Student in a School of Fools
I recently finished a refreshing and encouraging conversation, recorded for a future podcast, with my friend Tim Challies on the subject of writing. One of the things covered in that conversation was dealing with criticism. The irony is that each of us has at one time or another criticized, or at least critiqued the other. Tim is quite clear on his conviction that public schools are a viable option for Christian parents. I’ve been quite clear over the years that I think not. Our pens, mightier than swords, have crossed. That, however, has not kept me from being blessed by, served by, taught by Tim.
Too often, perhaps especially among we who are Reformed, we are binary when it comes to those we are willing to learn from. We tend to be either all in, or all out. We assign a white hat or a black hat to every preacher, writer, or podcaster we take in, and often, dramatically strip our heroes of their white hat when they cross us or our convictions. Now I’m not of a mind that suggests we ought to surround ourselves with bad teachers to make us stronger. I am persuaded, however, that the issue ought more to be good teaching than good teachers, or as the case may be, bad teaching rather than bad teachers.
When I was a younger man I looked upon virtually every conversation as an opportunity for battle. As a college student I regularly called my dad after class and let him know of the great victories I imagined I had won. He, being wise, cautioned me—you can learn something from all of your professors. You’ll serve yourself better being a discerning student than a tilting Quixote. Trusting the teaching of my own father, I have sought to be just that, a discerning student.
The truth is that I disagree with everyone but me. While I acknowledge that I’m not right about everything, nonetheless everything I believe I believe. I don’t believe I’m always right, but I do always believe I’m right. Thus all of my teachers are people with whom I disagree. While all of them have blessed me despite their errors, many of them have blessed me by exposing my own errors. My counsel is to learn the strengths of your teachers, and mine deep there. I don’t get my eschatology from my dispensational brothers. But many of them are quite adept at breaking down a tough passage of Scripture. I don’t look for sacramental insights from my Baptist brothers, but many of them are right on the money on how we have peace with God.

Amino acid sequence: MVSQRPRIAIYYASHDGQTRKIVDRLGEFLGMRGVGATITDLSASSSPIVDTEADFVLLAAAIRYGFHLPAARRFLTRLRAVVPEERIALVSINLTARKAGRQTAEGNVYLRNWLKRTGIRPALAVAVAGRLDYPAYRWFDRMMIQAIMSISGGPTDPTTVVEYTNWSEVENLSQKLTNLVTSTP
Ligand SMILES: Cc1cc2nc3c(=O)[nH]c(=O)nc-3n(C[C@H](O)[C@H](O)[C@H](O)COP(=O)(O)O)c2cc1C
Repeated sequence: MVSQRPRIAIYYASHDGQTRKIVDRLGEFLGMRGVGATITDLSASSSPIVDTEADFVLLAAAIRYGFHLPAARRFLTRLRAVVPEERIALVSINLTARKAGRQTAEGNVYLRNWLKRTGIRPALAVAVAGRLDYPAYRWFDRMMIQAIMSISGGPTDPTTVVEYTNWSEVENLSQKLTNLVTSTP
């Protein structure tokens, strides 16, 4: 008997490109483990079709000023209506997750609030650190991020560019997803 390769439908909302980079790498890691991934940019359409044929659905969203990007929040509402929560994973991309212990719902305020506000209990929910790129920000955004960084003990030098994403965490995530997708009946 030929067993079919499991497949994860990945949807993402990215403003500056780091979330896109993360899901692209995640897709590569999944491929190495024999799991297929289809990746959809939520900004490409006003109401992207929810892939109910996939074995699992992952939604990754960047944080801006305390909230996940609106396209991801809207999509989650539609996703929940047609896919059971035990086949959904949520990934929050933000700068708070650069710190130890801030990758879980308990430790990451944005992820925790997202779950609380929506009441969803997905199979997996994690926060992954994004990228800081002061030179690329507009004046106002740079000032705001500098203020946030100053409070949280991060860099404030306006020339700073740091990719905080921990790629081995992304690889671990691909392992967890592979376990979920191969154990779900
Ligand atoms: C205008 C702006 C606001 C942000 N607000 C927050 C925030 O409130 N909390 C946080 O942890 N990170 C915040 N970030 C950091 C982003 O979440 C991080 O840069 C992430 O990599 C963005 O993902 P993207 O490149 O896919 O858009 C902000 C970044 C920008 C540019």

But the principle goes well beyond intramural debates. C.S. Lewis, as many scholars are all too happy to point out, didn’t fit neatly into the evangelical subculture that so admires him. But boy howdy when he’s on, he is on. Few writers I am aware of have such an insightful capacity to expose the nature of our sin, or even the glory of our Maker. G.K. Chesterton, another occupant of great swaths of my bookshelf was even more far afield than Lewis. But he had many of the same strengths. This doesn’t undo my convictions on either the manner of our justification, nor the inescapable importance of the doctrine, any more than reading Luther, the great champion of justification by faith alone, tempts me to become, well, a Lutheran.
We serve a God who delights to make straight lines with crooked sticks. I pray He is able to use a sinner like me, with all my errors and my warts. If He can use me to serve the kingdom, He can use anyone. May we all be faithful Bereans. May we beware a sloppy feel-good ecumenism that blurs critical distinctions. But may we learn to give thanks for all the Balaam’s asses that He speaks through even in our day. Reject error, by all means. But rejecting those who make errors means rejecting the crooked sticks our Lord uses to make straight lines.